(1.) The Agreeableness or Disagreeableness of the Employments themselves. If an employment is in itself comparatively pleasant, it attracts many who would not otherwise go into it at the current wages. Thus, officers of the army and navy are not on the average highly paid; but there is never any difficulty in finding men willing to be officers, because the work is thought to be easy, and there is honour and power attaching to it. On the other hand, a good butcher makes high wages, because his business is a greasy one, besides being thought to be cruel, and a clever man must be attracted to it by good earnings.

(2.) The Easiness and Cheapness, or the Difficulty and Expense of learning the Occupation. This circumstance always has much importance, because the greater number of the people are poor, and are consequently unable to give their children a long good education. Thus, the larger part of the young men who grow up are only fit for common manual employments, and therefore get low wages. To learn a profession, like that of an architect or engineer, it is requisite to pay a high premium, and become a pupil in a good office, and then there are many years to be spent in practising and waiting before profit begins to be made. Hence the com

paratively few who succeed in the difficult professions gain very high wages.

(3.) The Constancy or Inconstancy of Employment. When a man is sure of being employed and paid regularly all the year round, he is usually willing on that account to accept a less rate of wages. Thus, there is little difficulty in finding men to be policemen at about 25 shillings a week; for though they have to go on duty at night, and their work is often tedious and disagreeable, yet policemen are nearly sure to have employment as long as they behave well. A carpenter or bricklayer, on the contrary, is sometimes thrown out of work, and becomes anxious as to the means of keeping his family. Masons and bricklayers, who cannot work during frosty weather, ought of course to have higher wages during the rest of the year, so as to make up a good average. Dock-labourers, who are simply strong men without any particular skill, earn large wages when trade is brisk and many ships come into the docks; at other times, when trade is slack, or when contrary winds keep ships out of port, they often fall into destitution through want of employment.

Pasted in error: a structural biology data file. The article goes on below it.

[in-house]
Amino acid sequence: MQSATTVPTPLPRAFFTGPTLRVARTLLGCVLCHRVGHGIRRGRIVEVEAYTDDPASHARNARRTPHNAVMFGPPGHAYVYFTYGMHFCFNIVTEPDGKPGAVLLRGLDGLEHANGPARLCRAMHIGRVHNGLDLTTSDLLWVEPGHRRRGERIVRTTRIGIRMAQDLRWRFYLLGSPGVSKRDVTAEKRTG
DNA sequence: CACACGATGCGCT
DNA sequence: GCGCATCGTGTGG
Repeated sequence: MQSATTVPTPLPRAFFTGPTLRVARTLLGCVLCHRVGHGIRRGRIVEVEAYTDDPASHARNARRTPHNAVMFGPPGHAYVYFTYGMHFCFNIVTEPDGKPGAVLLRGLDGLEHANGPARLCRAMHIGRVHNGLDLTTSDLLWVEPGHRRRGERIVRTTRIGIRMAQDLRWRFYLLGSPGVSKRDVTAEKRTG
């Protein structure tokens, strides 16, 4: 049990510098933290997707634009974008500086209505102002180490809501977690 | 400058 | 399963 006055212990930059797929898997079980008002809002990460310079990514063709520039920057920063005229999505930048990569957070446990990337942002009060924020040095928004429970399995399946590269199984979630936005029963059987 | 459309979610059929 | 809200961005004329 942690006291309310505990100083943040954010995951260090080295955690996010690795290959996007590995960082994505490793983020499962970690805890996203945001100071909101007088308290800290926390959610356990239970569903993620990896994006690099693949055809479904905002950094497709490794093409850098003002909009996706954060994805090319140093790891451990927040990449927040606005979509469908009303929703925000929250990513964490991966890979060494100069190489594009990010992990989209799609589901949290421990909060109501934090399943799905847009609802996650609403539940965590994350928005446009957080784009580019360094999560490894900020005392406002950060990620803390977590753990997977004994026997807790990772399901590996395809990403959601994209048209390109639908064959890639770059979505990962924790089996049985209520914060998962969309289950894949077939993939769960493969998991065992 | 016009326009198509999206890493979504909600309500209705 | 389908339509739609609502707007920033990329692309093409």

(4.) The Small or Great Trust which must be reposed in those who exercise the Employments. This circumstance considerably affects the supply of people suitable for certain occupations. A man cannot expect to get employment in a bank, or in a jeweller's shop, unless he has a good character. Nothing is more difficult than for a person convicted of dishonesty to find desirable employment. Thus, a good character is often worth a great deal of money. Honesty, indeed, is so far common that it does not alone command high wages; but it is one requisite. The cleverest man would never be made the manager of a large business, if there was reason to think that he had committed fraud.

(5.) Lastly, The Probability or Improbability of Success in Employments greatly affects

or not.

the Wages of those who succeed. In some cases, a man can hardly avoid succeeding; if he once enlists, he is made into a soldier whether he likes it Almost all, too, who become clerks in banks, counting-houses, or public offices, can succeed in doing some of the work required in such offices. Accordingly clerks are seldom highly paid. But of those who become barristers, only a few have the peculiar knowledge, tact, and skill required to make them successful; these few make very large gains, and the unsuccessful men have to seek for other employments.

Some occupations are very badly paid, because they can be taken up by men who fail in other work. Frequently a person who has learnt a trade or profession finds that he is unfit for it; in other cases, there is a failure in the demand for a commodity, which obliges its manufacturers to seek other work. Such people are usually too old and too poor to begin again from the beginning, and learn a new difficult trade. Thus they have to take to the first work they can do. Educated men who have not been successful become secretaries, house-agents, insurance-agents, small wine merchants, and the like. Uneducated men have to drive cabs, or go into the army, or break stones; poor women become seamstresses, or go out charing. Here again we see the need of leaving everybody at perfect liberty to enter any trade which he can manage to carry on; it is not only injurious to the public, but it is most unfair to people in misfortune, if they are shut out of employments by the artificial restrictions of those who already carry on those employments.

46. What is a Fair Day's Wages? It is a favourite saying that a man should have a fair day's wages for a fair day's work; but this is a fallacious saying. Nothing, at first sight, can seem more reasonable and just; but when you examine its meaning, you soon find that there is no real meaning at all. It amounts merely to saying, that